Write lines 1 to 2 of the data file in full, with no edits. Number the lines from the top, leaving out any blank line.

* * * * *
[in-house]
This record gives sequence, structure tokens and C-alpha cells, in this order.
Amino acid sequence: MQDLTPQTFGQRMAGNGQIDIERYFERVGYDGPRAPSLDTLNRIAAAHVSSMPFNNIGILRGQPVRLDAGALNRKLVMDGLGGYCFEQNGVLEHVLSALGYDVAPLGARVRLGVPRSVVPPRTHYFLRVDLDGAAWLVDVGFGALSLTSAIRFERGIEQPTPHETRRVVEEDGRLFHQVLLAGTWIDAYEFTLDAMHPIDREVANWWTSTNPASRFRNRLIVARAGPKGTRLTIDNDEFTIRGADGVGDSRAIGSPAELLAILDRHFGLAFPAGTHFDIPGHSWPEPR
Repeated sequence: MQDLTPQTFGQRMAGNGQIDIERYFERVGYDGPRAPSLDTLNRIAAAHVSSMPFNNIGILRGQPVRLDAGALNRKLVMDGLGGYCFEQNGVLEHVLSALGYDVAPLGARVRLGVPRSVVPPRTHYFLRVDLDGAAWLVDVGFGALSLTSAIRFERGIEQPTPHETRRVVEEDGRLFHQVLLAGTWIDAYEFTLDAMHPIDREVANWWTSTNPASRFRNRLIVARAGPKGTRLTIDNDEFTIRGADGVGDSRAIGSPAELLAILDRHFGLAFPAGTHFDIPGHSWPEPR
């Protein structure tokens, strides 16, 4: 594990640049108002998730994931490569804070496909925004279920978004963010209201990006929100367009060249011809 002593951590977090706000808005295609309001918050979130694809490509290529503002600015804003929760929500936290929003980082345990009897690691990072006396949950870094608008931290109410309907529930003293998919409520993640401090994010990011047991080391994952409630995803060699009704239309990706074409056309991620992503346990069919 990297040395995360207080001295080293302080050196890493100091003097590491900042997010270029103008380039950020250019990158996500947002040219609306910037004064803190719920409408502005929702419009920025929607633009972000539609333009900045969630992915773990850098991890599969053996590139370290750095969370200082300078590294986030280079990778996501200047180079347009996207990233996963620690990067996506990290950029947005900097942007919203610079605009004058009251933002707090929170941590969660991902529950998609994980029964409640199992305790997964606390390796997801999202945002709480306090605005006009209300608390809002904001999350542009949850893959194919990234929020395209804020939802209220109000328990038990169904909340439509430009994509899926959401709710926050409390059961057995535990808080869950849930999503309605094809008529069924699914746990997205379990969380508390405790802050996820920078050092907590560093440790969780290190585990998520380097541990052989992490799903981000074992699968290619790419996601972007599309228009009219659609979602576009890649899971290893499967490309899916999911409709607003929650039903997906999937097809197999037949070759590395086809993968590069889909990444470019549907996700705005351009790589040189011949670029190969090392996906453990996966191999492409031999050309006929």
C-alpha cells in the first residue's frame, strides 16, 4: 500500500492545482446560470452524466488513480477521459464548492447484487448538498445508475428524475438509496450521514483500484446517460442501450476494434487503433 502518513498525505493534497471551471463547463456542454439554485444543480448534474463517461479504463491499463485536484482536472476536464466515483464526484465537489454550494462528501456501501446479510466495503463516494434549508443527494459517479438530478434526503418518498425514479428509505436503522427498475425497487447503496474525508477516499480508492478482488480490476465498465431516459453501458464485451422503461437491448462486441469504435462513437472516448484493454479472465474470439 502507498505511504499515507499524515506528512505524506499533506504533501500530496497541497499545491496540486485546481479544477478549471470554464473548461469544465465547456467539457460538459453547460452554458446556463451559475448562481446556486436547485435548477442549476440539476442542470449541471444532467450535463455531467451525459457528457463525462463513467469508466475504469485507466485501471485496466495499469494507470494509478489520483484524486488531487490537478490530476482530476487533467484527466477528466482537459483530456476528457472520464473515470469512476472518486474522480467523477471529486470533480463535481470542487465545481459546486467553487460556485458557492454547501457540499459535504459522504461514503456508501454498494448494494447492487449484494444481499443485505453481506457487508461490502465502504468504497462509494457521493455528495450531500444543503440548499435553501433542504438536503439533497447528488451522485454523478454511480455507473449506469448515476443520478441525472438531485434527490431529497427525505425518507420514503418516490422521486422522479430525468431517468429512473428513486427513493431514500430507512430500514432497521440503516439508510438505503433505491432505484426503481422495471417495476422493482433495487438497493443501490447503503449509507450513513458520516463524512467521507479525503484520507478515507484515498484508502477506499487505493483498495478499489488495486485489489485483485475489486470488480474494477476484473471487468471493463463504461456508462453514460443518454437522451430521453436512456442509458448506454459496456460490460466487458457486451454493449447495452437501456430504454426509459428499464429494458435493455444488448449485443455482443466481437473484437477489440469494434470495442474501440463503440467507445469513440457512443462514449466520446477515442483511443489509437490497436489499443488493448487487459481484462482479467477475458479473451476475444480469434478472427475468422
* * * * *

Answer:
[in-house]
This record gives sequence, structure tokens and C-alpha cells, in this order.